Model II: chromosomal inversions about the origin and/or terminus

A second possible explanation for the X-alignments is that an underlying mechanism allows sections of DNA to move within the genome but maintains the distance of these sections from the origin and/or terminus. There are a variety of possible mechanisms for such movement, but we believe the most likely explanation is the occurrence of large chromosomal inversions that pivot around the replication origin and/or terminus. Large chromosomal inversions, including those that occur around the replication origin and terminus, have been shown to occur in E. coli and Salmonella typhimurium in the laboratory (see, for example, [14,15,16,17,18]). The occurrence of such inversions over evolutionary time scales was first suggested by comparative analysis of the complete genomes of four strains in the genus Chlamydia [19]. In that study, we found that the major chromosomal differences between C. pneumoniae and C. trachomatis (shown in Figure 2c) were consistent with the occurrence of large inversions that pivoted around the origin and terminus (including multiple inversions of different sizes). In Figure 4 we present a hypothetical model showing how a small number of inversions centered around the origin or terminus could produce patterns very similar to those seen in the Chlamydia, Mycobacterium and Helicobacter comparisons. The continued occurrence of such inversion over longer time scales would result in an X-alignment similar to that seen in the V. cholerae versus E. coli and S. pneumoniae versus S. pyogenes comparisons. Thus the different between-species X-alignments could be the result of different numbers of inversions between particular pairs of species.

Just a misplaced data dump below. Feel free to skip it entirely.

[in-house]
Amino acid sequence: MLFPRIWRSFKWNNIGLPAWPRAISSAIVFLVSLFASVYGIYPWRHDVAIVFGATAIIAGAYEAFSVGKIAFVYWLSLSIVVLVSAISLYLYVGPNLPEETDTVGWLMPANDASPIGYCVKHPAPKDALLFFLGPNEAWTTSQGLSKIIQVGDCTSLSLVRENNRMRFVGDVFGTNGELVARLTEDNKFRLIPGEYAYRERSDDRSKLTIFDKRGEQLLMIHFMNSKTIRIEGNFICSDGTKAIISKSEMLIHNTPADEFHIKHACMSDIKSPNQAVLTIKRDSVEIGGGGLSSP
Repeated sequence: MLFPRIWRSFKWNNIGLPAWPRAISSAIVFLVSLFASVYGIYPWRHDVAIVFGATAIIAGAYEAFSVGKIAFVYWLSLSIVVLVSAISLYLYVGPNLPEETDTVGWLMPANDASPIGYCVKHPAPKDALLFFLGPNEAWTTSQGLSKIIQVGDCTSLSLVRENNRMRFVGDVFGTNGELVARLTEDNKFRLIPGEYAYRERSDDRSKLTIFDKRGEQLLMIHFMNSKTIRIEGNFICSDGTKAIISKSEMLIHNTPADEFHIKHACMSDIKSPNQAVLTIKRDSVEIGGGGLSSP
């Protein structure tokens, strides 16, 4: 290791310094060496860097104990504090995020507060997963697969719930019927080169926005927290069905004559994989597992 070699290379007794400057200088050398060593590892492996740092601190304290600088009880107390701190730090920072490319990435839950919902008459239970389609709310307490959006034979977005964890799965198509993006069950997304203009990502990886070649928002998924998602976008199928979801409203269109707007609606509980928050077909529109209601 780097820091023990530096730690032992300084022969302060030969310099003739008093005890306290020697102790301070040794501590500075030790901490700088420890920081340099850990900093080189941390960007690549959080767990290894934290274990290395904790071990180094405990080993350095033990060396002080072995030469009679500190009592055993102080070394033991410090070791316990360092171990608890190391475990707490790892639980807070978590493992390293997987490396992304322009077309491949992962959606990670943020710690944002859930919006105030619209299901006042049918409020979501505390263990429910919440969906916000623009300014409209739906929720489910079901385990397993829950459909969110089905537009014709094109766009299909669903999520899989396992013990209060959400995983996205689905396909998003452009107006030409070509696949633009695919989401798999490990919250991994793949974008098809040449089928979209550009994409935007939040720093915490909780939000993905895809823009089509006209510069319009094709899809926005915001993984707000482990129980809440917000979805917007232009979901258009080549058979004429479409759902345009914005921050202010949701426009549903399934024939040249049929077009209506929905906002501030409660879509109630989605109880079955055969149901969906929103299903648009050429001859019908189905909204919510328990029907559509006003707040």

Figure 4

Schematic model of genome inversions. The model shows an initial speciation event, followed by a series of inversions in the different lineages (A and B). Inversions occur between the asterisks (*). Numbers on the chromosome refer to hypothetical genes 1-32. At time point 1, the genomes of the two species are still co-linear (as indicated in the scatterplot of A1 versus B1). Between time point 1 and time point 2, each species (A and B) undergoes a large inversion about the terminus (as indicated in the scatterplots of A1 versus A2 and B1 versus B2). This results in the between-species scatterplot looking as if there have been two nested inversions (A2 versus B2), similar to that seen for C. trachomatis versus C. pneumoniae (see Figure 2). Between time point 2 and time point 3 each species undergoes an additional inversion (as indicated in the scatterplots of B2 versus B3 and A2 versus A3). This results in the between-species scatterplots beginning to resemble an X-alignment, similar to that seen in M. tuberculosis versus M. leprae (see Figure 2).